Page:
I didn’t know what to expect when I embarked on this monthlong exploration of Joni Mitchell’s discography.
I knew no more than a handful of her songs very well and had zero knowledge of the ebbs and flows of her 40+ year career. I understood that she is an iconic singer-songwriter who inspired a generation of artists, but I didn’t know exactly how or why.
After dozens of hours listening to every one of Mitchell’s studio albums, I now have a pretty well-formed picture of her wild path. But I still don’t know exactly what to make of it. It is certainly a far more unpredictable and uneven journey than I imagined.
When I wrote yesterday that Ladies of the Canyon was my favorite Joni Mitchell album so far, I didn’t realize she released Blue just a year later. So that was a short-lived stint at the top of that particular list.
Blue, released in 1971, is widely considered not just Mitchell’s best album but one of the best albums of all time. Rolling Stone recently placed it at #3 on their list of the 500 greatest albums. It redefined the singer-songwriter genre, inspiring countless artists to this day.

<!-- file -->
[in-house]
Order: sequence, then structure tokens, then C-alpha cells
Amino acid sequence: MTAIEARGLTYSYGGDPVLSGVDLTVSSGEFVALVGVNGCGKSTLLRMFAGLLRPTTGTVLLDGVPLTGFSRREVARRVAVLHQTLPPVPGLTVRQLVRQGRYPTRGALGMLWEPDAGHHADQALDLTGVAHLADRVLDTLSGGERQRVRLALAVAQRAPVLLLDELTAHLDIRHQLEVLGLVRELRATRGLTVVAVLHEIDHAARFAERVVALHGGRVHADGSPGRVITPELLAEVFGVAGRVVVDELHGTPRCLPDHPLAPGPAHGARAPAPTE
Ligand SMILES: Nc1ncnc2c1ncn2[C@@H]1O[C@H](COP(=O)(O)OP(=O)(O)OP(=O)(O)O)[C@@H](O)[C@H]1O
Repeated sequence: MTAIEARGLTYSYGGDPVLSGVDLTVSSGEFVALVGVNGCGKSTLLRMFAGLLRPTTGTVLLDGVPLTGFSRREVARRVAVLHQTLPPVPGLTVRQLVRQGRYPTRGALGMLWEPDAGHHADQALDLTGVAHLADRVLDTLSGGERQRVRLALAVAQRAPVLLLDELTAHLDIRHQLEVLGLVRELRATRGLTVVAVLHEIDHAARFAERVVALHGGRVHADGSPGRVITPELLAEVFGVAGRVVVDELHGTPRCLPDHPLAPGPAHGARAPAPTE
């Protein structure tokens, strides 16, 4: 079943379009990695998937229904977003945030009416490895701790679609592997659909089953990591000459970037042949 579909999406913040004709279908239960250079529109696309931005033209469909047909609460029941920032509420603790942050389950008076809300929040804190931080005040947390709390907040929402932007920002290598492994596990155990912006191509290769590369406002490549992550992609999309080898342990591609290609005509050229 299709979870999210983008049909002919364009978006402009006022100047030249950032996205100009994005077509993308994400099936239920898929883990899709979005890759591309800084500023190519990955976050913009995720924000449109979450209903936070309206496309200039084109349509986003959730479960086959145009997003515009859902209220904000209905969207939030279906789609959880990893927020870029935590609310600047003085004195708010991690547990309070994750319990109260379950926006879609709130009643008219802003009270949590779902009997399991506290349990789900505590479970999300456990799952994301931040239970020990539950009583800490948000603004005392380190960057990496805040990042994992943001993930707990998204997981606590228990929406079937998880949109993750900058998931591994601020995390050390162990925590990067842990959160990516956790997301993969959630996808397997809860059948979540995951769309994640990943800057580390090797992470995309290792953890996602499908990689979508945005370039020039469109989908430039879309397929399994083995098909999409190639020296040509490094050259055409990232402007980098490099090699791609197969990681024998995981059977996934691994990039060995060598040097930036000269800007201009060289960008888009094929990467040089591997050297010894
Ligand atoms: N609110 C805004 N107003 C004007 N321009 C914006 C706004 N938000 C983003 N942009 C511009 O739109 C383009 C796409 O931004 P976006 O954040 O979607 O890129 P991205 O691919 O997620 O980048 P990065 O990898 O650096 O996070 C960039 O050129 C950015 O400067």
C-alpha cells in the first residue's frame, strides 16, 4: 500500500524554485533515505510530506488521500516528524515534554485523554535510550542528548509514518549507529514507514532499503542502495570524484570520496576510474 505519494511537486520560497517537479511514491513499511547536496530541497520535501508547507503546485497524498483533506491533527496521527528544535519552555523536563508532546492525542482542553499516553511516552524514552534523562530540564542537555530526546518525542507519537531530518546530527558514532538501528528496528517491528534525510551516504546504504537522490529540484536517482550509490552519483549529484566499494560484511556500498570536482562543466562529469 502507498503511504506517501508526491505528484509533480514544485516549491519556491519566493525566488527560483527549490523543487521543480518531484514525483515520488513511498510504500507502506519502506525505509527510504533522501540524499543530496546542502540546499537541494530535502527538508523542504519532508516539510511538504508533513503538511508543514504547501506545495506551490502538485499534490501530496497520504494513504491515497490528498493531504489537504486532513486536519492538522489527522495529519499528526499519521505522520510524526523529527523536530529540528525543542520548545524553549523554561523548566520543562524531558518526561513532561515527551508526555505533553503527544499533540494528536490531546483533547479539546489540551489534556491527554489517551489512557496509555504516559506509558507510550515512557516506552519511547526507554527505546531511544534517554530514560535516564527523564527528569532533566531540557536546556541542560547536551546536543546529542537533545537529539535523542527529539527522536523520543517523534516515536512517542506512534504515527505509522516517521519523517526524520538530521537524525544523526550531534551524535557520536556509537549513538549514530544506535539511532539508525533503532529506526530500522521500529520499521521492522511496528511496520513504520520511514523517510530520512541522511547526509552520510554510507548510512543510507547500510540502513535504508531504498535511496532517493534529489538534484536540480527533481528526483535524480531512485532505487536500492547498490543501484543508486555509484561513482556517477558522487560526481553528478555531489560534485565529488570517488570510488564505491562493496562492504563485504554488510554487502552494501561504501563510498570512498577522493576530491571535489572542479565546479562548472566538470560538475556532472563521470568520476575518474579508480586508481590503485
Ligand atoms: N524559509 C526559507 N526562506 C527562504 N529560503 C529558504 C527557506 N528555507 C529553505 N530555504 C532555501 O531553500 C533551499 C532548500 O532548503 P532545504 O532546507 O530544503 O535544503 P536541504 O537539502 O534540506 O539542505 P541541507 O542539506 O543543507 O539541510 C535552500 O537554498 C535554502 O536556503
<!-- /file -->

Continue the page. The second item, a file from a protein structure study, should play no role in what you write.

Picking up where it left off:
It’s time for the latest installment of my Decades series, wherein I highlight the albums of a specific year in the 70s, 80s, 90s and 00s. I last wrapped up the ‘zeroes’ by hitting 1970, 1980, 1990 and (earlier this year) 2000. Before that I did the ‘twos,’ starting with my birth year — 1972 — and jumping ahead from there.
Now I turn to the ‘ones’ and kick things off with 1971. As usual, I will count down my own favorite albums from that year before spending a week on widely acclaimed albums of the year with which I am unfamiliar.
Today’s random track appears on Joni Mitchell’s 1971 album Blue, her fourth, widely considered one of the greatest singer-songwriter records ever made.
I don’t know Blue well enough to offer my own opinion. I have long had a problem with Joni Mitchell as a vocalist that has kept me at a distance from her work. My loss, I know, because this is clearly next-level songwriting.
Car Wheels on a Gravel Road was a tough act to follow and Williams responded by going a whole new direction on her next release, Essence, released a relatively short (by her standards) two years later.
Essence eschewed the country rock and blues style of her earlier albums in exchange for a jazzier sound while the very specific lyrical content of previous songs was replaced by more abstract mood pieces. This is the album that suddenly made Lucinda Williams impossible to pin down in a single genre.